Has anyone done a willow living fence?


In the Brooder
8 Years
Jan 1, 2012
Purcellville, VA
I saw on BackyardDiva's blog a picture of a living tunnel done with willow and did a google search and there are so many things you can make with living willow! My mind is blown and now I think I need one of those around my garden to keep the chickens at bay until the plants are bigger.

Has anyone done it? Any recommendations on which willows are best? Can I just go down to the creek and cut some twigs?


8 Years
Jun 2, 2011
I have never done one but I did graft a few branches of willow together as an experiment and it worked well. At the time I was interested in pleaching trees. Try googling pleached trees and look at the pictures. Make sure it is searching for "pleached" not "peach" like the fruit. Pleaching is very similar to the living willow you mentioned. It basically is grafting or binding one tree to another to create interesting patterns. http://en.wikipedia.org/wiki/Axel_Erlandson


9 Years
Dec 30, 2010
Bureau County, Illinois
I have been researching this on and off this spring and summer. I suggest you google keywords willow, living structure, dome, fedge, willow rods, etc. (you'll start to get a feel for the jargon after reading a few sites) and select the images tab for ideas to get you started.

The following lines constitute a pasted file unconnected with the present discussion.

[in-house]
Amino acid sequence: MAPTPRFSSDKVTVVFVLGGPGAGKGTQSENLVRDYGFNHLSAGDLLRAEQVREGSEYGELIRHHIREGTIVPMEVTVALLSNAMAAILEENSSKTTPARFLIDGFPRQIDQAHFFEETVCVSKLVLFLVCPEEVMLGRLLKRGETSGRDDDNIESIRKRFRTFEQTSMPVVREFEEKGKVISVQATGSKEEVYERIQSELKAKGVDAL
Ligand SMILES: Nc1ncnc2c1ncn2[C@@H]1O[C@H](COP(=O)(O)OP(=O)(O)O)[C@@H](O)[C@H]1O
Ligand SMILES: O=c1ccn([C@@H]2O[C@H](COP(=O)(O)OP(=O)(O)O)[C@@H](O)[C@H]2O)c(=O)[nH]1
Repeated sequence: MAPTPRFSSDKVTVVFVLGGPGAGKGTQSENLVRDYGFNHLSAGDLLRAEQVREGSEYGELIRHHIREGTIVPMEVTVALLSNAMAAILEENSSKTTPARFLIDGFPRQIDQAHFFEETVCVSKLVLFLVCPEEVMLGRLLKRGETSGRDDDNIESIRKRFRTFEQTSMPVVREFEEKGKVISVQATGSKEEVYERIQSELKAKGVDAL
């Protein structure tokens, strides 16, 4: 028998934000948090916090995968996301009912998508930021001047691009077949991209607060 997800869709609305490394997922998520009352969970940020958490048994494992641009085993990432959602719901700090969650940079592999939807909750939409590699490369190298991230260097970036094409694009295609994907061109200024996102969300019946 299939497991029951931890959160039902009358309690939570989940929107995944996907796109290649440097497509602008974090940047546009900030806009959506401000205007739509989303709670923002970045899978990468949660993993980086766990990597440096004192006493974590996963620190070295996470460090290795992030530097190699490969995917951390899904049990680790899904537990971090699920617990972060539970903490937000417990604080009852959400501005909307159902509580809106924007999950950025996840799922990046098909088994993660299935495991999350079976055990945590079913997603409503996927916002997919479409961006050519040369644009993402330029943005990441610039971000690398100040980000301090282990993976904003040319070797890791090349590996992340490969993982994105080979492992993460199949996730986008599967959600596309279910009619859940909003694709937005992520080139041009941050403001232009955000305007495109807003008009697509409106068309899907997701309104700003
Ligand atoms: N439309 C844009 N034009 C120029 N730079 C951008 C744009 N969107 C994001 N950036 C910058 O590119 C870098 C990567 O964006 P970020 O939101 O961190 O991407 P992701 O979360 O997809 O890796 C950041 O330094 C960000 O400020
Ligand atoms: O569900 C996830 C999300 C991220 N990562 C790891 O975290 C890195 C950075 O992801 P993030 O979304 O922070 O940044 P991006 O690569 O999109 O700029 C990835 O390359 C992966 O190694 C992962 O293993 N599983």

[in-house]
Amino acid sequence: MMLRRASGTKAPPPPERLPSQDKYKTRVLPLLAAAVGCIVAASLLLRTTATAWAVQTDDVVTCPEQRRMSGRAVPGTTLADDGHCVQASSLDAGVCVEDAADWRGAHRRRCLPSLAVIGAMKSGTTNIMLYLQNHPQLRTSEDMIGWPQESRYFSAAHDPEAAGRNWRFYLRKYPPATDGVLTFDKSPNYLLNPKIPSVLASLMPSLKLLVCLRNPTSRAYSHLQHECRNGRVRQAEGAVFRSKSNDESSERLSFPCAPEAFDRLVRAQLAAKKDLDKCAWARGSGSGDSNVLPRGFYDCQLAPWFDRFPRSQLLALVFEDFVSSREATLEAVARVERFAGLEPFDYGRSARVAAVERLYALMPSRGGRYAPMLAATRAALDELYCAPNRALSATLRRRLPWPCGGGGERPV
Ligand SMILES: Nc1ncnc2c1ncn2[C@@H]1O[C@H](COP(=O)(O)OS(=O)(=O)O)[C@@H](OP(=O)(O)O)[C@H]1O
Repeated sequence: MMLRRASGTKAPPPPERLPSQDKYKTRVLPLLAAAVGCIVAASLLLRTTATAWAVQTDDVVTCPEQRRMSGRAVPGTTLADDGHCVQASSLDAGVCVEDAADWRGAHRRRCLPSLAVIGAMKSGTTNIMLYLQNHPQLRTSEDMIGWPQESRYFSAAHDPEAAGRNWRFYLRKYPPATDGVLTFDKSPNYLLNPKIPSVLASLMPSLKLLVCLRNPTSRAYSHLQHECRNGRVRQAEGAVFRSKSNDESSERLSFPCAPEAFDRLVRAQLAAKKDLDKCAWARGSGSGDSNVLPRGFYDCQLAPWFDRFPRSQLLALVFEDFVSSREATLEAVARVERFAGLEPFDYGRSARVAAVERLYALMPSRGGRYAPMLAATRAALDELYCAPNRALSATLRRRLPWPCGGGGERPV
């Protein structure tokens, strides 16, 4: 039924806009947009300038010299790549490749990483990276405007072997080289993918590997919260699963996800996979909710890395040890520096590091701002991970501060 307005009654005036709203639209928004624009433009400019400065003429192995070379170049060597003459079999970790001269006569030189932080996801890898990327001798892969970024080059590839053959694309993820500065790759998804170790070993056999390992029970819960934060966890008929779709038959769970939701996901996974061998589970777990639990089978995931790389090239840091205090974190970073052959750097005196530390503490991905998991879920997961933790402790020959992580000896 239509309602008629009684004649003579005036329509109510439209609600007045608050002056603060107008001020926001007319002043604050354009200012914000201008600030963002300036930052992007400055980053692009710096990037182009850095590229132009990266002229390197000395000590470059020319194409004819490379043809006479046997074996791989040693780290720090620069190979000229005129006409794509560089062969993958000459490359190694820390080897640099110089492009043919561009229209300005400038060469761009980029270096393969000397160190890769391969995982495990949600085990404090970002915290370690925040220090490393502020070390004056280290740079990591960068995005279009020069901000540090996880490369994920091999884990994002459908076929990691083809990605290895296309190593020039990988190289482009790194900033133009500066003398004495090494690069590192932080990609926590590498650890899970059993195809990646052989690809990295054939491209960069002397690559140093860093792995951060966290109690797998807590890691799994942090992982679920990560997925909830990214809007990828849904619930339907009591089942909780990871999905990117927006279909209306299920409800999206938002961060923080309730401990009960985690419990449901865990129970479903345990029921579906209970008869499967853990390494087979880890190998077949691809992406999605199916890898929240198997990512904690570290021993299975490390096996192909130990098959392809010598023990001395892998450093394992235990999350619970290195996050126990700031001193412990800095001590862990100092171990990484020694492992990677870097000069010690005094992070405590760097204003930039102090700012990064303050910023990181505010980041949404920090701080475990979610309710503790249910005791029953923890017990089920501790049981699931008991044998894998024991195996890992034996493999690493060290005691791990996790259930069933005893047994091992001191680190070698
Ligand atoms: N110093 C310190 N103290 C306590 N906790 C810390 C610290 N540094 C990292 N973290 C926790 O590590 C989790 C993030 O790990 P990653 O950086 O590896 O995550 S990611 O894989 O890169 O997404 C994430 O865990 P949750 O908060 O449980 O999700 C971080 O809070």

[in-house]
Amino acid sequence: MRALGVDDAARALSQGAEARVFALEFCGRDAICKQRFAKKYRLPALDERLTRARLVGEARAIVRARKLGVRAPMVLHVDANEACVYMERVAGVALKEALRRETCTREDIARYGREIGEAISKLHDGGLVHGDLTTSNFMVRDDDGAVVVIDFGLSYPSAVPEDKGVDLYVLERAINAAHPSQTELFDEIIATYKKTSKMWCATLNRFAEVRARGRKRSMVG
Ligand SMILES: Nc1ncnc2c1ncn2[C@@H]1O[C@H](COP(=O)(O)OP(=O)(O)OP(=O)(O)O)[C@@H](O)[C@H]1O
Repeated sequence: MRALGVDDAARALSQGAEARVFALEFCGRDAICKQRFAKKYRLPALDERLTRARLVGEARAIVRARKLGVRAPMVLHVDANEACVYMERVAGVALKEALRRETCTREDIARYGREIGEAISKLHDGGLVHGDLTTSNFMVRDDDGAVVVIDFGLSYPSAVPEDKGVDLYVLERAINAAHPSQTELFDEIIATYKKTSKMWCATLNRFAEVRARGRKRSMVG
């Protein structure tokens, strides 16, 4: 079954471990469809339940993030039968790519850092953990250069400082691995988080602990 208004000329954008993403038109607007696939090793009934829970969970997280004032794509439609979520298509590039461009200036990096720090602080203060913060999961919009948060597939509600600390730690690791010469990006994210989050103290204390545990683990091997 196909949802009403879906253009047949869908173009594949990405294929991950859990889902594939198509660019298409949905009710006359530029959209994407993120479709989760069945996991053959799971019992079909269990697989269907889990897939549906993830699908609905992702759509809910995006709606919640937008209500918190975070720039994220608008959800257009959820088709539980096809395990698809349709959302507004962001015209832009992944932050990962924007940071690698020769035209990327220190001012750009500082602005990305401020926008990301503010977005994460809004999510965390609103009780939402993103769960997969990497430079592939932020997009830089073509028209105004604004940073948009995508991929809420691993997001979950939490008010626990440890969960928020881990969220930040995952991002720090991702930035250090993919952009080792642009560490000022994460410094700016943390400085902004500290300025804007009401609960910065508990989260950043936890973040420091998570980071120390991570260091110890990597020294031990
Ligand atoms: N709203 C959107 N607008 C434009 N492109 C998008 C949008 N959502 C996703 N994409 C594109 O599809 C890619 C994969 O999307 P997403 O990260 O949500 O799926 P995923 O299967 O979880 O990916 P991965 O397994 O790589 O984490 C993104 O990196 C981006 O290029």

Two websites I have found that sell rods (long cuttings) and even rod kits for domes, etc. are www.bluestem.ca (click the link to willow uses in the narrative on the homepage) and www.yorkshirewillow.co.uk. You will find lots of information on these two sites: tutorials on making domes, information on the characteristics of various willow cultivars, and plenty of pictures. I think I found a treasure trove of pictures by looking through the resources of a wikipedia page on fedges or living willow structures...There are lots of other sites and blogs with individual projects, but the research is part of the fun! This practice is more common in the UK, so I've not found any nurseries in the US that provide willow rods for structures, although Bluestem (Canada), above, does ship kits to North America.

As for which variety to use, Salix viminalis seems to be the preferred variety to use, as it tends to grow very long shoots that are strong enough to be suitable for larger structures. One of the two websites above has a nice table that shows bark color, flexibility and length of the rods, and other tips to help select the right variety for your specific project.

I'm going to grab a curly willow I saw today (not ideal for living willow structures) to plant as a donor in the low/wet area by the pond and I hope to start some mini-domes for the ducks next spring. I'm hoping to line them with hardware cloth and grow them around some sort of frame that will allow me to close them at night; I've had too many nesting hens refuse to come out of their secret places at night to get locked up only to lose them to sneaky coyotes :( Even if I can't figure out how to secure them, they should provide some shelter/shade and won't be as ugly as hardware cloth partitions everywhere!! If I can keep the mini-domes under control, I may start something more elaborate for ourselves :)

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